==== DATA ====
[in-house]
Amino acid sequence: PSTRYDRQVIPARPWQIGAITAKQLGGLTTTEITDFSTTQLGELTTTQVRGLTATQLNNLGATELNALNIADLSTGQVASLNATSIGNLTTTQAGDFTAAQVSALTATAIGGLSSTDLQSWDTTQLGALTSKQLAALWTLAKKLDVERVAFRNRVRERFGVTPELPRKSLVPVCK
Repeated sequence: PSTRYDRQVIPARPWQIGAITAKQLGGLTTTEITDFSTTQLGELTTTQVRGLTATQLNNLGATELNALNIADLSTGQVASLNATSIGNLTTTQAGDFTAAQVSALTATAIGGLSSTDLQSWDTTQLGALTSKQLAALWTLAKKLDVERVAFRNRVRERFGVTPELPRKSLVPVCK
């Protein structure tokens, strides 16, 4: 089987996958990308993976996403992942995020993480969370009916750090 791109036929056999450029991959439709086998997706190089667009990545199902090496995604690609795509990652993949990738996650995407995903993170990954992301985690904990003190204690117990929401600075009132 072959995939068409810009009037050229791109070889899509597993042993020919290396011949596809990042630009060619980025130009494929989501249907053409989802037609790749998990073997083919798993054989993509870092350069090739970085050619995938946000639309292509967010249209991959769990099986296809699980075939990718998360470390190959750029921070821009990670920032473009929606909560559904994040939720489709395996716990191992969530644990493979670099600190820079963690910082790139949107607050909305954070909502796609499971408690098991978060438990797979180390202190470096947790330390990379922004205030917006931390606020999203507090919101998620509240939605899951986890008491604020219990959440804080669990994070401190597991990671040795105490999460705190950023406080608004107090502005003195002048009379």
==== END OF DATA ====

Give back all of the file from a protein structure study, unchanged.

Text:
[in-house]
Amino acid sequence: PSTRYDRQVIPARPWQIGAITAKQLGGLTTTEITDFSTTQLGELTTTQVRGLTATQLNNLGATELNALNIADLSTGQVASLNATSIGNLTTTQAGDFTAAQVSALTATAIGGLSSTDLQSWDTTQLGALTSKQLAALWTLAKKLDVERVAFRNRVRERFGVTPELPRKSLVPVCK
Repeated sequence: PSTRYDRQVIPARPWQIGAITAKQLGGLTTTEITDFSTTQLGELTTTQVRGLTATQLNNLGATELNALNIADLSTGQVASLNATSIGNLTTTQAGDFTAAQVSALTATAIGGLSSTDLQSWDTTQLGALTSKQLAALWTLAKKLDVERVAFRNRVRERFGVTPELPRKSLVPVCK
């Protein structure tokens, strides 16, 4: 089987996958990308993976996403992942995020993480969370009916750090 791109036929056999450029991959439709086998997706190089667009990545199902090496995604690609795509990652993949990738996650995407995903993170990954992301985690904990003190204690117990929401600075009132 072959995939068409810009009037050229791109070889899509597993042993020919290396011949596809990042630009060619980025130009494929989501249907053409989802037609790749998990073997083919798993054989993509870092350069090739970085050619995938946000639309292509967010249209991959769990099986296809699980075939990718998360470390190959750029921070821009990670920032473009929606909560559904994040939720489709395996716990191992969530644990493979670099600190820079963690910082790139949107607050909305954070909502796609499971408690098991978060438990797979180390202190470096947790330390990379922004205030917006931390606020999203507090919101998620509240939605899951986890008491604020219990959440804080669990994070401190597991990671040795105490999460705190950023406080608004107090502005003195002048009379």